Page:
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BioMed Research International
Volume 2016 (2016), Article ID 2473059, 5 pages
http://dx.doi.org/10.1155/2016/2473059
Clinical Study

Outcomes of Recurrent Acute Otitis Media in Children Treated for Dental Malocclusion: A Preliminary Report

1Dental Clinic, Rome, Italy
2Department of Neuroscience, University of Padova, Audiology Unit at Treviso Hospital, Treviso, Italy
3Dental Clinic, Vicenza, Italy
4Department of Medicine DIMED, University of Padova, Padova, Italy
5Department of Surgery, Otorhinolaryngology Unit, Pediatric Hospital “Bambino Gesù”, Rome, Italy
6Department of Pediatrics and Child Neuropsychiatry, Pediatric Unit, University “La Sapienza”, Rome, Italy

Received 14 June 2016; Revised 27 August 2016; Accepted 12 October 2016

Academic Editor: Peter S. Roland

Copyright © 2016 Edoardo Bernkopf et al. This is an open access article distributed under the Creative Commons Attribution License, which permits unrestricted use, distribution, and reproduction in any medium, provided the original work is properly cited.

Abstract

Aim. To investigate the role of dental malocclusion treatment in the outcomes of Recurrent Acute Otitis Media (RAOM). Materials and Methods. The clinical outcome (number of acute recurrences in 12 months) of 61 consecutive children treated medically for RAOM was analysed. Children underwent an odontostomatologic evaluation, a fiberoptic endoscopy, and skin-prick tests. Results. 32 children (group A) were diagnosed with dental malocclusion and treated with a mandibular repositioning plate. Dental malocclusion was ruled out in the other 29 patients with RAOM, and they were used as controls (group B). The two groups were homogeneous in terms of sex, exposure to RAOM risk factors, skin test results, and adenoid hypertrophy, while age was significantly higher in group A. Age, sex, exposure to RAOM risk factors, adenoid hypertrophy, and skin test results were not associated with RAOM outcome. Children in group A treated for dental malocclusion were strongly associated with a lower number of acute episode recurrences at both univariate () and multivariate analysis (). Conclusions. RAOM showed better outcomes in children with dental malocclusion wearing a mandibular repositioning device. Dental malocclusion in children with RAOM may play a role in the pathogenesis of Eustachian tube dysfunction.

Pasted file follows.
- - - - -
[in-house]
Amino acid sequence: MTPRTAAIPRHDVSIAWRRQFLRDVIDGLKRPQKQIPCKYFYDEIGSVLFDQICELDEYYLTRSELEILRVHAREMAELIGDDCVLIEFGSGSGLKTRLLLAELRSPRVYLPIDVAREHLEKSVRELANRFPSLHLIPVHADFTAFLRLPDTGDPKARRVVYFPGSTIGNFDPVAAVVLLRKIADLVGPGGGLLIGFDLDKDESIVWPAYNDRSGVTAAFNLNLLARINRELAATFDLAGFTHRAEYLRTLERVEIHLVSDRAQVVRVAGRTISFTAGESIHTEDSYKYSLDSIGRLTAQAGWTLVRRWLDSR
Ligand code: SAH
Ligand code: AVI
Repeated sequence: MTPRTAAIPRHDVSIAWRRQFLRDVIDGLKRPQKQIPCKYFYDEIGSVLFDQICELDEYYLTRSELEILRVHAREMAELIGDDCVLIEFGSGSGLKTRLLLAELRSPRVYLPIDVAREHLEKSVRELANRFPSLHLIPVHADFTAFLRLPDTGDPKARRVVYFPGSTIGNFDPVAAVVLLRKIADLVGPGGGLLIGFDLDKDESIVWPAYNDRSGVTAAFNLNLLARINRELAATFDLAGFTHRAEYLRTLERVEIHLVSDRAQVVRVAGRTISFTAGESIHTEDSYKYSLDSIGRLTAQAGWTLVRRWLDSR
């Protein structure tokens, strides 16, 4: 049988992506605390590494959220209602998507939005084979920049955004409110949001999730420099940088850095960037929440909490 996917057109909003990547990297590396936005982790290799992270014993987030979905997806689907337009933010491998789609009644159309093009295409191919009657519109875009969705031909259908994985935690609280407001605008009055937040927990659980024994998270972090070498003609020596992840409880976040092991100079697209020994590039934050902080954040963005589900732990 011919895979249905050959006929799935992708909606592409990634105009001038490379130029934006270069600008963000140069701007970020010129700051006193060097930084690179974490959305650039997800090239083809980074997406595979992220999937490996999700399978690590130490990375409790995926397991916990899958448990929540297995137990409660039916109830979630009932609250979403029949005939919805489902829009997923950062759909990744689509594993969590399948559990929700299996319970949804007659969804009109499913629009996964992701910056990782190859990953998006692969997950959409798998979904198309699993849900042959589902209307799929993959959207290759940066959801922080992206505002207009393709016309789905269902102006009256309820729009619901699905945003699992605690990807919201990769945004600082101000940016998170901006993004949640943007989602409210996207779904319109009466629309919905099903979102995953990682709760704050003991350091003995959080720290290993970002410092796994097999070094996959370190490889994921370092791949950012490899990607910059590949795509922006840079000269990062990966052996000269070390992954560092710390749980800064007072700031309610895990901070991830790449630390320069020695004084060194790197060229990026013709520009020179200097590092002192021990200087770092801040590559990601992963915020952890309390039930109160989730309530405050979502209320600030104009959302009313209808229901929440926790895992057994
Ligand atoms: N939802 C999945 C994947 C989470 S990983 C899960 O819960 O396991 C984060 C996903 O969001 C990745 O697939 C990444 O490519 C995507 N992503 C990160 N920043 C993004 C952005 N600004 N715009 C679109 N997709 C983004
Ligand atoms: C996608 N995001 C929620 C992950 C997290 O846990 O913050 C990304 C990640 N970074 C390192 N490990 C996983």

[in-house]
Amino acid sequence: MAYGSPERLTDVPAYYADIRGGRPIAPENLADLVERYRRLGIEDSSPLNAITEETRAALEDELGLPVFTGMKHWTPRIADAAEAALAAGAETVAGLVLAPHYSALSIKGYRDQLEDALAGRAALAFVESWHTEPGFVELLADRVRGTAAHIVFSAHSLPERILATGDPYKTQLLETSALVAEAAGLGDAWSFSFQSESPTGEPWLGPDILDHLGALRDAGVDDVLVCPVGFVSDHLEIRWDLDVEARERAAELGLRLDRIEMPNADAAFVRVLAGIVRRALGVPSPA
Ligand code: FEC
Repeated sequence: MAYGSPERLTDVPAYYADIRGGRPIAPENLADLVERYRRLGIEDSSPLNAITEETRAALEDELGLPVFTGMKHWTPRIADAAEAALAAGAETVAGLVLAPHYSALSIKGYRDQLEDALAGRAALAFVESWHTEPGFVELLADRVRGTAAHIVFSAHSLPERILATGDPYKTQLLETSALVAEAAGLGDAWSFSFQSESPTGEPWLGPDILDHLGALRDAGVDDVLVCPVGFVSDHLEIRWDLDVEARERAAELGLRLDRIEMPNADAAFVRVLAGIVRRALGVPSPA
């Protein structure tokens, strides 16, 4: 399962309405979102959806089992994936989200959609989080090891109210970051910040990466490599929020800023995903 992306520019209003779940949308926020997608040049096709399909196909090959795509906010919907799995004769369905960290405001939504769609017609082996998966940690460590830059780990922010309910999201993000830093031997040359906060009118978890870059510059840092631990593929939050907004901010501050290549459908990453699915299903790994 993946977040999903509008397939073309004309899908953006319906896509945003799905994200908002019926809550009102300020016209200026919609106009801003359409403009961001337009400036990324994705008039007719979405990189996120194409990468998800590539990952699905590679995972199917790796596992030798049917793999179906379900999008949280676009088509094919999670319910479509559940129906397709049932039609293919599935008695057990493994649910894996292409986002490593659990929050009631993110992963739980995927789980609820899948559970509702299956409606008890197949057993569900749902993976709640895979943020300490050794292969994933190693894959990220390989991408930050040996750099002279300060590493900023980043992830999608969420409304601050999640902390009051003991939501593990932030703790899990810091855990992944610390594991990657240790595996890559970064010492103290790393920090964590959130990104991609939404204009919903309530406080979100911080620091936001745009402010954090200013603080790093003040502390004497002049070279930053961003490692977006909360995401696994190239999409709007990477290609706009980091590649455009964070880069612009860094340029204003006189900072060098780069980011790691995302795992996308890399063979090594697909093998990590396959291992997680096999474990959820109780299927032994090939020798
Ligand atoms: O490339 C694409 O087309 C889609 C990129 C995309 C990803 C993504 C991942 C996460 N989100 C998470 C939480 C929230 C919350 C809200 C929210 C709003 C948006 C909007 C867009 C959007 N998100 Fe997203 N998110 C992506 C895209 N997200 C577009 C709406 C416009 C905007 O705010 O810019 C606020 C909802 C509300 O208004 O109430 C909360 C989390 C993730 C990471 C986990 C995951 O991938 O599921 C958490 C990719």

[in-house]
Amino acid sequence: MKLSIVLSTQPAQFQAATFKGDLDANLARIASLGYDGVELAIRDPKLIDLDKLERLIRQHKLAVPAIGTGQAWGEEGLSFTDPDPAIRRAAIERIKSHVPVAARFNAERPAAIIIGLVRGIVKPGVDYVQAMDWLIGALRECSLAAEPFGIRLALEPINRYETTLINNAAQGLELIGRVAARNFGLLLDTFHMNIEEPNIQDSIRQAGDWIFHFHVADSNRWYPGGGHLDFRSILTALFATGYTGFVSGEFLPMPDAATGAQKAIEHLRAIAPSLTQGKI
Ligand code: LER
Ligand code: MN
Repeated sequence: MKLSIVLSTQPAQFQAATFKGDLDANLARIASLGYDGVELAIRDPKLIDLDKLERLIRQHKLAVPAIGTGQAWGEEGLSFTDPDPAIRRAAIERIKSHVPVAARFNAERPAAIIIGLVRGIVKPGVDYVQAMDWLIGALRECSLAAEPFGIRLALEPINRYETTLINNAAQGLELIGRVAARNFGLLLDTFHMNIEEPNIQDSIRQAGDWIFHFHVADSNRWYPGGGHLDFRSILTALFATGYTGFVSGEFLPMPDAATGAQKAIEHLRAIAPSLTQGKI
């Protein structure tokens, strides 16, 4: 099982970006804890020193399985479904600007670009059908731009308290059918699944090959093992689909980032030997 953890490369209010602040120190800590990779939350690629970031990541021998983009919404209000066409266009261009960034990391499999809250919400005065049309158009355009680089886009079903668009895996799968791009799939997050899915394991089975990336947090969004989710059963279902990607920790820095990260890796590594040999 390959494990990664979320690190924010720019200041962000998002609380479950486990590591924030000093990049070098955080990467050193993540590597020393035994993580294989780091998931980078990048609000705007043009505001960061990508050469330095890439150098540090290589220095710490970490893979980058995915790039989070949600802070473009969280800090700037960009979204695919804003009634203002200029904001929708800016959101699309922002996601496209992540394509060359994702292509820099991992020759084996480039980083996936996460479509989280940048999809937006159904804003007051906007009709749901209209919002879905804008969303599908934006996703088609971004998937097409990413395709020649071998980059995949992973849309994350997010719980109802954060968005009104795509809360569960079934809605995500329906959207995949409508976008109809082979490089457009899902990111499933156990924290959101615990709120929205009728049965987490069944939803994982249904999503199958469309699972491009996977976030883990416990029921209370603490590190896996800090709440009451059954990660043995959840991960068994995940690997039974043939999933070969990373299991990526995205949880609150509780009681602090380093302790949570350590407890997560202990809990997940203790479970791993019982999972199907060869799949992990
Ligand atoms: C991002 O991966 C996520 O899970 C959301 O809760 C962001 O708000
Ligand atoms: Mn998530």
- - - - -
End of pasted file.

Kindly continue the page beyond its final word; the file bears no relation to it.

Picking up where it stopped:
1. Introduction

Otitis media with its different clinical forms (i.e., acute otitis media (AOM), otitis media with effusion, chronic purulent otitis, and chronic otitis with cholesteatoma) has an important incidence in pediatric population. It was estimated that more than 80% of children may experience one or more episodes of AOM in the first three years of life; furthermore, a third of the pediatric population presents recurrent episodes [1, 2]. Recurrent Acute Otitis Media (RAOM) is a clinical form defined as the recurrence of 3 AOM episodes within 6 months or 4 episodes during a year. Environmental (cigarette smoke, exposure to the community) [3, 4] and genetic factors [5] were considered as risk factors for otitis media. Adenoid hypertrophy [6], allergic rhinitis [7], and anatomic anomalies of the nasal pyramid [8] play a role in the pathogenesis of otitis media affecting Eustachian tube function. Medical therapy of acute episodes in RAOM is based mostly on pain medications; antibiotic treatment should be prescribed in severe episodes of AOM [9]. Ventilation tubes should be considered in children with RAOM with middle ear effusion, or in the presence of conductive hearing loss [10].

Epidemiological investigations on dental malocclusion identified a prevalence in children that varied from 20 to 40% [1113]; it was described to vary among different ethnic groups [11]. To date, there is no evidence-based method of quantification for malocclusion [14]; how deviant occlusal traits should be scored is a matter of serious debate, and this could in part explain the reported variations in malocclusion epidemiology. Common malocclusion pictures are sagittal discrepancies (as the anterior crossbite), vertical discrepancies (as the open bite), or transversal discrepancies (as the deviated bite) [1113]. The treatment for dental malocclusion is based largely on mandibular repositioning devices [13].

Some structural aspects of the face such as cleft palate [15] and dental malocclusion [16] have been associated with childhood pathologies of the upper airways. Maxillary anatomical alterations have been associated with RAOM, and in such cases, surgical management with adenoidectomy and/or myringotomy with ventilation tube positioning did not ensure a resolution of the disease [17]. De Stefano and colleagues [17] suggested that rapid maxillary expansion could be considered a valid treatment for preventing RAOM in children affected by maxillary anatomical deficits. In adults with otologic complaints, an association was identified with temporomandibular joint (TMJ) disorders [18, 19]. TMJ disorders could influence Eustachian tube patency and middle ear function via a muscle-mediated mechanism [1820]. In fact, Eustachian tube function/dysfunction has been connected to the functional adequacy of the Tensor Veli Palatini [21] and Levator Veli Palatini muscles [22]. Thus, dental malocclusion affecting TMJ may be involved in Eustachian tube function and in the pathogenesis of RAOM. To date, no previous investigation studied the effect of dental malocclusion treatment on the outcomes of RAOM.